Despite being located in North Africa, Egypt is also a Middle Eastern state, and to hold that label comes with certain connotations for us western folk. I’m not saying that these associations are completely false, but neither am I saying that they should serve as well-grounded rationale to veto the Gift of the Nile. For a long time, Egyptian politics have been anything but stable. We can track how statistics nosedive following the 2011 revolution, whereby autocrat Hosni Mubarak was overthrown. This political uncertainty kept tourists at bay.
“The low number of inbound tourists has affected the economy, which looks to the sector as a crucial source of hard currency.”
Further events have dissuaded the hordes. In October 2015, a Russian passenger plane was brought down on Egypt’s Sinai Peninsula, resulting in 224 fatalities. In the wake of the tragedy, Russia – a major source of tourists – cancelled all air links with Egypt, and the United Kingdom suspended flights to Sharm el-Sheikh (the Egyptian resort from where the flight had departed). It is estimated that this decision occasioned a loss of 900,000 British travellers.
In January 2016, two German tourists were stabbed to death in Hurghada, and in December that same year, ISIS killed 27 worshippers at a Coptic church. Just two months ago, an attack on a Sufi mosque claimed over 300 lives… I’m probably not supporting my cause here, am I?
Let’s take a look at the UK government’s foreign travel advice for Egypt. Under terrorism, the government warns, “Terrorists are very likely to try to carry out attacks in Egypt… you should avoid crowded places and gatherings… in North Sinai, there are frequent, almost daily reports of terrorist attacks… foreigners have been targeted.” It’s not exactly the most reassuring news for prospective travellers. There is also a lovely little segment on how the government will not pay a ransom to free British citizens in the instance of kidnapping, but for the sake of encouraging people to visit Egypt, I’m going to leave that bit out.
However, the article does continue with, “The authorities in Egypt maintain a significant security presence across the country, including armed security officers stationed at important sites, critical infrastructure, and road checkpoints… extra measures are in place at tourist sites… (and) the Egyptian government’s counter-terrorism campaign has resulted in significant reduction in the number of terrorist attacks on the Egyptian mainland since January 2015.” That’s a little better.
There is a light amongst all of the darkness; in the first half of 2017, Egypt’s tourism rose by 170% to reach 4.3 million. This has been attributed to how Egypt has upped the ante when it comes to security and other incentives for travel. That number doesn’t even come close to the peak of Egypt’s tourism heyday – and it’s not to say the industry isn’t still reeling – though it illustrates how the country is making a slow but steady comeback.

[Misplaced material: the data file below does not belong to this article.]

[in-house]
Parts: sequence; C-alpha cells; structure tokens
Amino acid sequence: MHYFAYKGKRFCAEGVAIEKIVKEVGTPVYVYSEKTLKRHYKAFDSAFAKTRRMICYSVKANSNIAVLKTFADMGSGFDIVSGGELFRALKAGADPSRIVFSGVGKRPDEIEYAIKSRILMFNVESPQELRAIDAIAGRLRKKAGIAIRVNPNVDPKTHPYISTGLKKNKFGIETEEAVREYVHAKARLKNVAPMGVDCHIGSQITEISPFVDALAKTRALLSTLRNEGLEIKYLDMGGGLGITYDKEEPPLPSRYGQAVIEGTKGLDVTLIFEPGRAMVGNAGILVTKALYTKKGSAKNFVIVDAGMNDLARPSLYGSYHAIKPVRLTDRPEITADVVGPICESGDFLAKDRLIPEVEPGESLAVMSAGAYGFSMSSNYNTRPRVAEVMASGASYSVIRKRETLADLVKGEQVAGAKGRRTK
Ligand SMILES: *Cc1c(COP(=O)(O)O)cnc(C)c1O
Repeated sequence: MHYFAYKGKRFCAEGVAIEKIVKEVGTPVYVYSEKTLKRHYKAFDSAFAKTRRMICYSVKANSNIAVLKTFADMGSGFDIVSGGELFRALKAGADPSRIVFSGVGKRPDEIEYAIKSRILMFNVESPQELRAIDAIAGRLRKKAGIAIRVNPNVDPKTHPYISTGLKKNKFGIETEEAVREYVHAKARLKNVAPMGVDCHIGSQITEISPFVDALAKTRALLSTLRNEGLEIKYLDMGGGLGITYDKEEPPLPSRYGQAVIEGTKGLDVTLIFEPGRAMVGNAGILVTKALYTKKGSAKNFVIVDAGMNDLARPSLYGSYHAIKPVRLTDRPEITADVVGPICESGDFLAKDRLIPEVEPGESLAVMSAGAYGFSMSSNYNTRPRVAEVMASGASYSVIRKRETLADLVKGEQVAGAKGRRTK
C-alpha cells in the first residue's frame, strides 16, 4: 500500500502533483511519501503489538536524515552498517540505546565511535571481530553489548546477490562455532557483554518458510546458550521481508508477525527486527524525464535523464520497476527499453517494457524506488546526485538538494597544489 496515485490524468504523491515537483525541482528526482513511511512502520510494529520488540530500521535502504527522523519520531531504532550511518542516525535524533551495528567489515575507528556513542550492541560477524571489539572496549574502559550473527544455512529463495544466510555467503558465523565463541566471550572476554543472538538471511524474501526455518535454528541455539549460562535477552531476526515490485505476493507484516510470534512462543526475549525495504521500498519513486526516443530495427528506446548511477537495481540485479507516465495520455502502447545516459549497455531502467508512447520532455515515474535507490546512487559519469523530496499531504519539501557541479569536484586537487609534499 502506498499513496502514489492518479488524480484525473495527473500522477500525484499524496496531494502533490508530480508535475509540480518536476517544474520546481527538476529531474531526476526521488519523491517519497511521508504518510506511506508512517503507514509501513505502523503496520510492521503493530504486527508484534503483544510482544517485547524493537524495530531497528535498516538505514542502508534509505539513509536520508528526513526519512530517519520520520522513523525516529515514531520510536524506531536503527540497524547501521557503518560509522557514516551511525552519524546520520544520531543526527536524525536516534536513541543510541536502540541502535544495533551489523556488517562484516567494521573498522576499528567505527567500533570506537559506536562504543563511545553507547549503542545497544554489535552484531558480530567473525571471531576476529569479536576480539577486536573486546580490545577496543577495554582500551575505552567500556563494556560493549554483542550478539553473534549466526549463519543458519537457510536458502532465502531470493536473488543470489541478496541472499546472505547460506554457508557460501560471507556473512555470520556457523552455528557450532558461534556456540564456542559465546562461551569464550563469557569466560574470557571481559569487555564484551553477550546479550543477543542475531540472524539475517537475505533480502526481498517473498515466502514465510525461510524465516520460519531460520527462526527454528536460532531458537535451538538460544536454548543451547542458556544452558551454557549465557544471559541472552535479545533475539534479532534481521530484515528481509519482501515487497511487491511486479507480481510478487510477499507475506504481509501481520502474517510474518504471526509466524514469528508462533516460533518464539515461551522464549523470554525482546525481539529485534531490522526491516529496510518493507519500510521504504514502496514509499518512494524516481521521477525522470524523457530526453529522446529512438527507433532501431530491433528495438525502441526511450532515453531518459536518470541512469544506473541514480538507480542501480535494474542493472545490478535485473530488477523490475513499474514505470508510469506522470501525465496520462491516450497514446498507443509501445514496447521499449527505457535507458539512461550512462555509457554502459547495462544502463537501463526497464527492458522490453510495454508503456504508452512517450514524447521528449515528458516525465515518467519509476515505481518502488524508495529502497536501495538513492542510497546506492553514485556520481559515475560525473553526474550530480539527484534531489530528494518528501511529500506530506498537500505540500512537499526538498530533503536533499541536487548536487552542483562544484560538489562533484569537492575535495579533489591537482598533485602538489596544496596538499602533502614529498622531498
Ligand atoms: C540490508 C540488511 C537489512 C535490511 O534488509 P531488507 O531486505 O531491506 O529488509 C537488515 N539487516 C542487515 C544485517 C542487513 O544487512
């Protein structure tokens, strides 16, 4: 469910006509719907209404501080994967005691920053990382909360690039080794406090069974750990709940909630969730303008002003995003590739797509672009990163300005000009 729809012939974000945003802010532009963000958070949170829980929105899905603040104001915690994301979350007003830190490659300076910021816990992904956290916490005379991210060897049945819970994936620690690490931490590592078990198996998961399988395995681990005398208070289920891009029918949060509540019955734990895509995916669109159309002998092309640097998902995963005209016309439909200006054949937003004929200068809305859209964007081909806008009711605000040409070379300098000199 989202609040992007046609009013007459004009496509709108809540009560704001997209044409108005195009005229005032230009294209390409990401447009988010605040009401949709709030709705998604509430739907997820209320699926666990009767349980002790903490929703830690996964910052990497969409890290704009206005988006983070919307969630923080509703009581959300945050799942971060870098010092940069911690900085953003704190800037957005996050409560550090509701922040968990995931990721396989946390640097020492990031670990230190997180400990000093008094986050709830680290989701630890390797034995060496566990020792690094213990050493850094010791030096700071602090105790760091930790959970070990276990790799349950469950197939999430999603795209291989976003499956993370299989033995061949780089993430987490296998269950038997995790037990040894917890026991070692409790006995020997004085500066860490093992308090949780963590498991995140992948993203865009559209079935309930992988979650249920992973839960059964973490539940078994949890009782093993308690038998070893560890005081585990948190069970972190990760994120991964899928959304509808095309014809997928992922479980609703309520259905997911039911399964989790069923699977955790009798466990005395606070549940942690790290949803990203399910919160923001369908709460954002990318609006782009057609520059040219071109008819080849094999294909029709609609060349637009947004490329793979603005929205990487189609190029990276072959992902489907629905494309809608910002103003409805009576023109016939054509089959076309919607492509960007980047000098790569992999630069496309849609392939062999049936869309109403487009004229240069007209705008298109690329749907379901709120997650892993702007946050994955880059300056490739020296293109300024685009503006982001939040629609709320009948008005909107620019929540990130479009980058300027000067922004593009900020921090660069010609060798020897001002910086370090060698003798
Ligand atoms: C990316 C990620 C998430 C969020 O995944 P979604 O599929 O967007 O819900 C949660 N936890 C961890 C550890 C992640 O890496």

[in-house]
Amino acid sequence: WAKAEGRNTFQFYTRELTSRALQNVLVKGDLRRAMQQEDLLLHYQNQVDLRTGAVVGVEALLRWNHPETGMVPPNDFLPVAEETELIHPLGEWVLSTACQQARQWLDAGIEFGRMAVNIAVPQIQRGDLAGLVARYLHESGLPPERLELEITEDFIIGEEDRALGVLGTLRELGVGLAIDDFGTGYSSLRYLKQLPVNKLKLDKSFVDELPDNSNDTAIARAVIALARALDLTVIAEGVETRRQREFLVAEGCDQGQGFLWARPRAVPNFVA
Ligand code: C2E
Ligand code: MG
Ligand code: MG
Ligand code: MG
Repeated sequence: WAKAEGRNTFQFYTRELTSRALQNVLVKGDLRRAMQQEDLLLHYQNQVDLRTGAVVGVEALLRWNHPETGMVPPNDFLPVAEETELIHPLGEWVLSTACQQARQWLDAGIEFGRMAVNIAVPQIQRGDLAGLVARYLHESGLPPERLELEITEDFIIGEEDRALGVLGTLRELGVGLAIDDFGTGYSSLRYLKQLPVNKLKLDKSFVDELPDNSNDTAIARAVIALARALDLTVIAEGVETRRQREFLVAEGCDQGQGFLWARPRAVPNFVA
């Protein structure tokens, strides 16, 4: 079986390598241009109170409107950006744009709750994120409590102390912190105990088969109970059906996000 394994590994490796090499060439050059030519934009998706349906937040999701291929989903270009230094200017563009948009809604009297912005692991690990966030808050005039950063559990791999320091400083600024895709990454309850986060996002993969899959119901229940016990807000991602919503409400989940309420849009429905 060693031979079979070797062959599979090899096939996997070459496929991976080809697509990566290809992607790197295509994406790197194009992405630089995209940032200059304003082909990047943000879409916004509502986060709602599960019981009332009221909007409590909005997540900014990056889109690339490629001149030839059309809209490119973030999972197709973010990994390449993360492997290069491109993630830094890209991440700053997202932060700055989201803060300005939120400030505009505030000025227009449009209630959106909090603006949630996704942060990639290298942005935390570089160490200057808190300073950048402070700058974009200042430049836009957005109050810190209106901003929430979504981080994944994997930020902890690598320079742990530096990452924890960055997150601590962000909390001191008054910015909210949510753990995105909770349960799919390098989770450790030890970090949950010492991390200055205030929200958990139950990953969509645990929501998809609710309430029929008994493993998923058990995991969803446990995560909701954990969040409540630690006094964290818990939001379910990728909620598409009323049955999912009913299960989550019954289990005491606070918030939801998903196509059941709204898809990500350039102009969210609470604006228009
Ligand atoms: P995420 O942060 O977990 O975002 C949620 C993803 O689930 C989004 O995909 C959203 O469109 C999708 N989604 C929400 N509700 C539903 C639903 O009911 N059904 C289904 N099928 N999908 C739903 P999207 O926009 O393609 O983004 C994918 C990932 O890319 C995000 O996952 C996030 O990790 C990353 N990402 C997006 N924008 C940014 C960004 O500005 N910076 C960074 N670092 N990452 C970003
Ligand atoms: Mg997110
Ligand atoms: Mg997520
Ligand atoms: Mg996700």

“… we must move away from a ‘green-light’ mentality on travel advisories, and government and travel companies must devise a methodology to inform consumers as to all risks, actual or potential.”
My advice to you? Travel to Egypt. The threats certainly exist, but if you take the time to educate yourself on how to best navigate things, you will be greatly rewarded. With a non-existent tourist population, you will probably find you have the sights all to yourself. Al Jazeera described visiting the pyramids as “… like walking on the moon… deserted, forlorn and uninhabited”. Don’t believe them? Just take a look at my experience below…
If you consult terrorism statistics for London, you will observe that there have been five separate incidents in the last twelve months alone. With today’s political landscape, it’s unfeasible to be thinking of places as having safety guaranteed. Nothing is sure in this world.
Did I feel safe in Cairo? Yes. Aside from some minor harassment – which you can read about here – I did not for one moment feel that my protection was under threat. I am not encouraging that foreigners should take their safety for granted. In other words, don’t be stupid. Use common sense and exercise caution. Dress appropriately for the culture and understand that you have a responsibility to both yourself and others to behave respectfully. But the fundamentals aside, embrace the incredible opportunity that is Egypt.
I’ll see you there.
Need some more convincing for why you should travel to Egypt? Check out the following blog posts…
One day, I will publish content on time. Today is not that day.
Nevertheless, I have finally gotten around to writing a blog post to accompany my 2017 Travel Recap video that I published to YouTube about three weeks ago. As I wrote, sometimes it takes editing on your laptop for fifteen hours straight to really appreciate the magnitude of the year you’ve just had. In the space of 2 minutes and 52 seconds, I cram my adventures from five diverse yet equally incredible countries into this yearly review.
After the last six months, I have learnt that you should never nurse expectations when experiencing a new place. All expectations do is harbour disappointment – and what would be the point of that?